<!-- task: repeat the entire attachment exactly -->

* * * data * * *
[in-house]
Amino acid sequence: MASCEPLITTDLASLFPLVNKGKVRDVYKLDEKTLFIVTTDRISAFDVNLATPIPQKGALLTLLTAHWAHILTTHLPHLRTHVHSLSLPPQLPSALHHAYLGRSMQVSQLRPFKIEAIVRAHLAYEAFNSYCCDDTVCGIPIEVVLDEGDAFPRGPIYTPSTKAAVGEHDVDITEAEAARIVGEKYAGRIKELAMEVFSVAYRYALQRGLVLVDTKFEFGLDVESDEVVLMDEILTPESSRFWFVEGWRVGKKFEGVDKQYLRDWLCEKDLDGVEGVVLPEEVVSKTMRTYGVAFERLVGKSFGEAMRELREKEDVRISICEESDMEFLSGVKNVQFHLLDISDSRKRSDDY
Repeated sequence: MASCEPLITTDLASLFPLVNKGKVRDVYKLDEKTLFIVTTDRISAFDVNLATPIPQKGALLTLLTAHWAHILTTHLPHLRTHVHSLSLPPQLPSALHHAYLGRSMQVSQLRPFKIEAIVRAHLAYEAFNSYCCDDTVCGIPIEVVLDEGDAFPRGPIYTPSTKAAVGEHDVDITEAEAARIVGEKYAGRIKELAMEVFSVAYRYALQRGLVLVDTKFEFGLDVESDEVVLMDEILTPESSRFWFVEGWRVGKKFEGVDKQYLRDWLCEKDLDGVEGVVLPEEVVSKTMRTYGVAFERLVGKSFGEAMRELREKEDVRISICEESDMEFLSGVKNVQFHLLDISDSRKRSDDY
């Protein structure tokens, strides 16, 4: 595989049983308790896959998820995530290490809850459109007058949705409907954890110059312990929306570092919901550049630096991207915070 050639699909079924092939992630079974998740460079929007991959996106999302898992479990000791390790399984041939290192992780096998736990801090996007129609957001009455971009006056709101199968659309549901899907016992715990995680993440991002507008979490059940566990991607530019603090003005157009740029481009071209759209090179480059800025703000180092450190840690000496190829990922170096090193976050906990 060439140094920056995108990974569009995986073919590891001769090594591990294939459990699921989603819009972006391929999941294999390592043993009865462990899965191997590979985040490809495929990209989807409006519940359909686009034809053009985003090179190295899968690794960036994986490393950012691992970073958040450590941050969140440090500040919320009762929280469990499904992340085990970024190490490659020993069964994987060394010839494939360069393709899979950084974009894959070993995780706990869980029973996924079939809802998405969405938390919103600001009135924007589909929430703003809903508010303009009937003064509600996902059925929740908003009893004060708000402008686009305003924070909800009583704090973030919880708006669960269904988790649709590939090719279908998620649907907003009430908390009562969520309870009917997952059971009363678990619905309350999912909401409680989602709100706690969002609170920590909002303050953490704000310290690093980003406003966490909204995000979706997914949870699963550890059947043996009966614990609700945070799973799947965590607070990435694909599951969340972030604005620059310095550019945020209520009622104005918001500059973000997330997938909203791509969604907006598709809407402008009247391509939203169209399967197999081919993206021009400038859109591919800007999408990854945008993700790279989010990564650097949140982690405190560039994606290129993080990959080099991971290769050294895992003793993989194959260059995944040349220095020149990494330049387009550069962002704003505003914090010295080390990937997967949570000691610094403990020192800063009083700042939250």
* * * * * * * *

[in-house]
Amino acid sequence: MASCEPLITTDLASLFPLVNKGKVRDVYKLDEKTLFIVTTDRISAFDVNLATPIPQKGALLTLLTAHWAHILTTHLPHLRTHVHSLSLPPQLPSALHHAYLGRSMQVSQLRPFKIEAIVRAHLAYEAFNSYCCDDTVCGIPIEVVLDEGDAFPRGPIYTPSTKAAVGEHDVDITEAEAARIVGEKYAGRIKELAMEVFSVAYRYALQRGLVLVDTKFEFGLDVESDEVVLMDEILTPESSRFWFVEGWRVGKKFEGVDKQYLRDWLCEKDLDGVEGVVLPEEVVSKTMRTYGVAFERLVGKSFGEAMRELREKEDVRISICEESDMEFLSGVKNVQFHLLDISDSRKRSDDY
Repeated sequence: MASCEPLITTDLASLFPLVNKGKVRDVYKLDEKTLFIVTTDRISAFDVNLATPIPQKGALLTLLTAHWAHILTTHLPHLRTHVHSLSLPPQLPSALHHAYLGRSMQVSQLRPFKIEAIVRAHLAYEAFNSYCCDDTVCGIPIEVVLDEGDAFPRGPIYTPSTKAAVGEHDVDITEAEAARIVGEKYAGRIKELAMEVFSVAYRYALQRGLVLVDTKFEFGLDVESDEVVLMDEILTPESSRFWFVEGWRVGKKFEGVDKQYLRDWLCEKDLDGVEGVVLPEEVVSKTMRTYGVAFERLVGKSFGEAMRELREKEDVRISICEESDMEFLSGVKNVQFHLLDISDSRKRSDDY
């Protein structure tokens, strides 16, 4: 595989049983308790896959998820995530290490809850459109007058949705409907954890110059312990929306570092919901550049630096991207915070 050639699909079924092939992630079974998740460079929007991959996106999302898992479990000791390790399984041939290192992780096998736990801090996007129609957001009455971009006056709101199968659309549901899907016992715990995680993440991002507008979490059940566990991607530019603090003005157009740029481009071209759209090179480059800025703000180092450190840690000496190829990922170096090193976050906990 060439140094920056995108990974569009995986073919590891001769090594591990294939459990699921989603819009972006391929999941294999390592043993009865462990899965191997590979985040490809495929990209989807409006519940359909686009034809053009985003090179190295899968690794960036994986490393950012691992970073958040450590941050969140440090500040919320009762929280469990499904992340085990970024190490490659020993069964994987060394010839494939360069393709899979950084974009894959070993995780706990869980029973996924079939809802998405969405938390919103600001009135924007589909929430703003809903508010303009009937003064509600996902059925929740908003009893004060708000402008686009305003924070909800009583704090973030919880708006669960269904988790649709590939090719279908998620649907907003009430908390009562969520309870009917997952059971009363678990619905309350999912909401409680989602709100706690969002609170920590909002303050953490704000310290690093980003406003966490909204995000979706997914949870699963550890059947043996009966614990609700945070799973799947965590607070990435694909599951969340972030604005620059310095550019945020209520009622104005918001500059973000997330997938909203791509969604907006598709809407402008009247391509939203169209399967197999081919993206021009400038859109591919800007999408990854945008993700790279989010990564650097949140982690405190560039994606290129993080990959080099991971290769050294895992003793993989194959260059995944040349220095020149990494330049387009550069962002704003505003914090010295080390990937997967949570000691610094403990020192800063009083700042939250």